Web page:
New European Accessible Cities Award "will stimulate Tourism for All"
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The European Commission has announced a new Annual European Award Accessible Cities. The award is hailed by Ivor Ambrose, Managing Director of ENAT, as "...a welcome initiative which will stimulate cities to put even more effort into 'Tourism for All', catering to all visitors who need good access”.
Photo: Berlaymont Building, Brussels. (European Commission)
The European Commission has announced a new, annual European Award for Accessible Cities.
The award aims to promote accessibility for people with disabilities in four areas: the built environment and public spaces, transport and related infrastructures, information and communication, and public facilities and services.
The four finalists of the European competition will be invited to attend the award ceremony that will take place in Brussels on 2 and 3 December 2010 at the European Day of People with Disabilities conference. The winner of the European competition will receive the 'European Award for Accessible Cities 2011' and will feature prominently in activities to promote accessibility at European level during 2011.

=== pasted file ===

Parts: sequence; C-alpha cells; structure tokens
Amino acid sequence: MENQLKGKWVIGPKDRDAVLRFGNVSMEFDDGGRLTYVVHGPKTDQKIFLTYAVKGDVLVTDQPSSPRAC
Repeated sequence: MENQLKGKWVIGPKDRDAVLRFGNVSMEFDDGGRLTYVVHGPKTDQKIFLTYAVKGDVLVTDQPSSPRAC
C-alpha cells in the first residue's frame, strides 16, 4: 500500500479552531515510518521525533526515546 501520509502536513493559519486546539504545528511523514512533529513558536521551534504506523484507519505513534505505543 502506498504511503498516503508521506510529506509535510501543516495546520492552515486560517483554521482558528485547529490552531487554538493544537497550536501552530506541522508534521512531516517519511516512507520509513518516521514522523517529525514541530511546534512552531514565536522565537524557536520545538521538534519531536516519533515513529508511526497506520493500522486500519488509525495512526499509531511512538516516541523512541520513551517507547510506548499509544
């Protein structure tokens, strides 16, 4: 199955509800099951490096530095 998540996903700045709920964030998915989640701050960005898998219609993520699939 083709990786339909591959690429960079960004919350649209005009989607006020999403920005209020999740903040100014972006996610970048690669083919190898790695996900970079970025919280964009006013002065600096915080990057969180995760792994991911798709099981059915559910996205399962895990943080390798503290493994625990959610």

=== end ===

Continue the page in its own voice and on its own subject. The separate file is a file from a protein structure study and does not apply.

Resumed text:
In addition, a special 'European Champion for Accessible Cities' award will be made to recognise the work of a network of cities or initiatives.
Commenting on the awards, Mr. Ivor Ambrose, (photo) Managing Director of the European Network for Accessible Tourism, the industry watchdog and advisory group said, ”From the perspective of the tourism industry, the European Awards for Accessible Cities are a welcome initiative. We hope these awards will give recognition to cities that have been directing investment towards accessible tourism facilities and services. It should also stimulate cities across Europe to put even more effort into 'Tourism for All' – catering to all visitors who need good access”.
He continued, ”Disabled visitors, older travellers and families with small children can all benefit from better access in accommodation, attractions and public transport. Many barriers must still be removed and well-designed services are also very much needed. Cities can profit enormously if they gain a reputation for being accessible and welcoming, not only for holiday tourists but also for the business and conference sector”.
Recent statistics from VisitEngland show that guests with disabilities and long-term health problems, with their accompanying travellers, made up 11% of the visitor overnight stays in 2009, with a value of 2 billion pounds. Trips by this group tend to be longer than average and as a result their spend per trip is higher.
European Award for Accessible Cities on the European Commission website
ENAT offers city authorities their own promotional web page: Accessible Cities Profile Page